Google’s Treatment of Underscores vs Hyphens – The Confusion

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Back in July, Matt Cutts made the announcement at the WordPress Wordcamp that underscores are now treated as spaces in Google.

Blogs, webmaster communities, and SEO professionals rejoiced – but why does it seem Google DOES NOT treat underscores and hyphens the same.

Do a multiple word search with hyphens and underscores between the words and you’ll see what I mean.  If you’re lazy, a sample is done for you below:

  • Results 1 – 10 of about 502,000 for “search engine journal”.
  • Results 1 – 10 of about 502,000 for “search-engine-journal”.
  • Results 1 – 5 of 5 for “search_engine_journal”.

Turns out, Matt Cutts didn’t make the annoucnement.  In August 2007, Matt made a post on his blog that read: “some people thought that underscores are the same as dashes to Google now, and I didn’t quite say that in the talk. I said that we had someone looking at that now. So I wouldn’t consider it a completely done deal at this point.”

So what does all this mean? Google DOES NOT treat underscores and hyphens the same – underscores are currently not counted as spaces.

I recommend making a new site using hyphens in the URL as does Matt. He also said, “But note that I also said if you’d already made your site with underscores, it probably wasn’t worth trying to migrate all your urls over to dashes.”

Hopefully, this clears everything up, because there seems to be quite a bit of confusion.  It should also be pointed out that underscores and hyphens are not the only ranking factor and it could be very likely a site with underscores outranking sites with hyphens (if they have other SEO factors that thus place them higher – such as more links, older domain, better titles, etc).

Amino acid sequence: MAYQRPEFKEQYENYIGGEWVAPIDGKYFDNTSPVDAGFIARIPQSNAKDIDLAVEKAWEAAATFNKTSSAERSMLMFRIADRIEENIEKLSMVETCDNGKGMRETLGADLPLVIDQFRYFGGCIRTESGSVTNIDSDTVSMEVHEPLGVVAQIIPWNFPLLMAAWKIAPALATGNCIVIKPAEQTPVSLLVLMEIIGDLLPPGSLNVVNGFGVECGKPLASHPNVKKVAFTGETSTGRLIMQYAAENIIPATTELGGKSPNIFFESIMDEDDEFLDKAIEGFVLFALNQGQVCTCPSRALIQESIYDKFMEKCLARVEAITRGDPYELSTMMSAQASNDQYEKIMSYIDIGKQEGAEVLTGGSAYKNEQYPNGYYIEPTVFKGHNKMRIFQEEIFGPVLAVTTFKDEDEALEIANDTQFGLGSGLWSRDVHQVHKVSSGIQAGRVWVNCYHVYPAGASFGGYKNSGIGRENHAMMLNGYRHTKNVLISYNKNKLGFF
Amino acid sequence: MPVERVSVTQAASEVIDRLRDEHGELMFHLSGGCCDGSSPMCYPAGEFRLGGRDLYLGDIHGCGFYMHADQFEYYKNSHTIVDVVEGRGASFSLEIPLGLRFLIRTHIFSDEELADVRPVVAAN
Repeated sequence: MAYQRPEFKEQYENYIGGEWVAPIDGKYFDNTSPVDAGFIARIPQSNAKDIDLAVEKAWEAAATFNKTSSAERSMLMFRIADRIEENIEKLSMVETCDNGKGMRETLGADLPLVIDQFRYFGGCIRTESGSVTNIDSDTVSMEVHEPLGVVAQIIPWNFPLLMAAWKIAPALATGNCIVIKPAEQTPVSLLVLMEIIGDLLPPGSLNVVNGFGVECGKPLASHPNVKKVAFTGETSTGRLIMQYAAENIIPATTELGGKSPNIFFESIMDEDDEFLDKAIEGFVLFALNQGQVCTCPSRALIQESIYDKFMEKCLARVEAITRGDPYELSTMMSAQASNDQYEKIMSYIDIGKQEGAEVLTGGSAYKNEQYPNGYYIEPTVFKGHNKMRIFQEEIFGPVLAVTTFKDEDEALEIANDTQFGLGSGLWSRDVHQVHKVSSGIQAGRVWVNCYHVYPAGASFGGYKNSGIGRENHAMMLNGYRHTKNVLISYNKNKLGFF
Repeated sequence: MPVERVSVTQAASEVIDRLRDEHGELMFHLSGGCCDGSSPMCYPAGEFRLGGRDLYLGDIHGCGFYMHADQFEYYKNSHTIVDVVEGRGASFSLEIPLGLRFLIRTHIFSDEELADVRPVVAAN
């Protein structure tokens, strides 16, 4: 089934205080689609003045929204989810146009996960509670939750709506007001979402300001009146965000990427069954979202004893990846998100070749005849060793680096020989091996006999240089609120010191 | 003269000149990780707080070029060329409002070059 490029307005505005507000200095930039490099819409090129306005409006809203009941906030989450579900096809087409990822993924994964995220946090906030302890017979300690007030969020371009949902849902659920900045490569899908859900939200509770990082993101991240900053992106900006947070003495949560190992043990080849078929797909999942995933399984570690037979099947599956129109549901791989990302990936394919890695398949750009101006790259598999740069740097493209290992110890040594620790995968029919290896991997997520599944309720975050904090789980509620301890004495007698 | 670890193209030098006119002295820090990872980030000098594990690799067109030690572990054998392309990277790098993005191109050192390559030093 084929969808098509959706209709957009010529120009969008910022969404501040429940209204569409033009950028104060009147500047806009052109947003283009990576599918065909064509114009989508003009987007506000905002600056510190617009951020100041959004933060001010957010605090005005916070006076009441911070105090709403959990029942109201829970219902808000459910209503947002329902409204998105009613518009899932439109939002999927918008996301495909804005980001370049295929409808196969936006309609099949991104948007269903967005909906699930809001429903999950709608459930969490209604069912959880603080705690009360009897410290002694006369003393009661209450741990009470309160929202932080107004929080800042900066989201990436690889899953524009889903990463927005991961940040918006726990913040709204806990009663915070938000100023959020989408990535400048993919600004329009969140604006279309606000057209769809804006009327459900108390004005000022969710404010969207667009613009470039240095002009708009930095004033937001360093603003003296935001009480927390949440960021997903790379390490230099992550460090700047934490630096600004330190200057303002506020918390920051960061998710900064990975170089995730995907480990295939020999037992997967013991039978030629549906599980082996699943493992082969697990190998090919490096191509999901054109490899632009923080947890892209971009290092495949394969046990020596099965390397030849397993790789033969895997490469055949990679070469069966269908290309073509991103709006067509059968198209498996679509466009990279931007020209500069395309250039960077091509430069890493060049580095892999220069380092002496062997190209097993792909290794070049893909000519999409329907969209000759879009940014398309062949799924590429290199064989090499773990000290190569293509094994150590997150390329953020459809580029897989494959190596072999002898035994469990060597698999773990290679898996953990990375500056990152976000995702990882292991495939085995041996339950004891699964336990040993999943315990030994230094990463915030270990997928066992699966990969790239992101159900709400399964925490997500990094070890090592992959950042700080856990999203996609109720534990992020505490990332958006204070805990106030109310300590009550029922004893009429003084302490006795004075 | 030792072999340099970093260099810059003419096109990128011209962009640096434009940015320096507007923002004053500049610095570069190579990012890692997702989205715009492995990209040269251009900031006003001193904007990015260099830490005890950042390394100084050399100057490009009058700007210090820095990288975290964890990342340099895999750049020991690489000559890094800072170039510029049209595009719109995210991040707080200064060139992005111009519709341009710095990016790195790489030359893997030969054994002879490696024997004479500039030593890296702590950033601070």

Further reading:

Dave Rigotti is the owner of
Freezing Hot, and internet marketing company that specializes in small business seo and ppc management.

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  • Yep, thanks for pointing that out. I remember at the time of Matt’s statement most thought it was a done deal. Out of habit, I use dashes instead of underscores in my naming.

    Hmmmm, I wonder how long Google is going to keep “someone looking at that now” as it is the end of November.

  • Marcel

    So how do you come to the conclusion that querying with a phrase is the same as ranking with that phrase in the URL? If monkeys walk does that mean everything that walks is a monkey? Wow.

  • Hi Dave.
    Totally agree, I read that post some months ago, but as you say, Google returns very different results with underscores, hyphens and spaces, what it means that things are still the same.

    Maybe the people at Google are quite busy to change the algorithms, the best option is still use hyphens.

  • The might that is Google, dominator of all things internet, lord of all search. Still cant figure out a _ from a -. I smell conspiracy, i think it has something to do with a grassy knoll and the CIA, or could it be that Google has reached its limit, this is surely the end of google, bring back altavista! ­čÖé

  • If people actually read what Google said back in July, you would have known they were just thinking about the underscore thing. It’s amazing how our industry puts words into what other’s may say. I didn’t see any confusion at all back then.

  • Come on this subject has been for so long. Why not lets just face it and use hypens instead of arguing about this topic and hoping one day underscore will be treated the same.Cheerz

  • well, as per my experience, using underscores or hyphens doesn’t make any HUGE difference in your rankings. use hyphens or underscore, google actually treat them as two separate words.

  • Steve

    The underscore has been used for years to SEPARATE words, hypens to JOIN words, why can’t they adhere to the norm. I wish Google would just disappear into the ether or better still up their own…..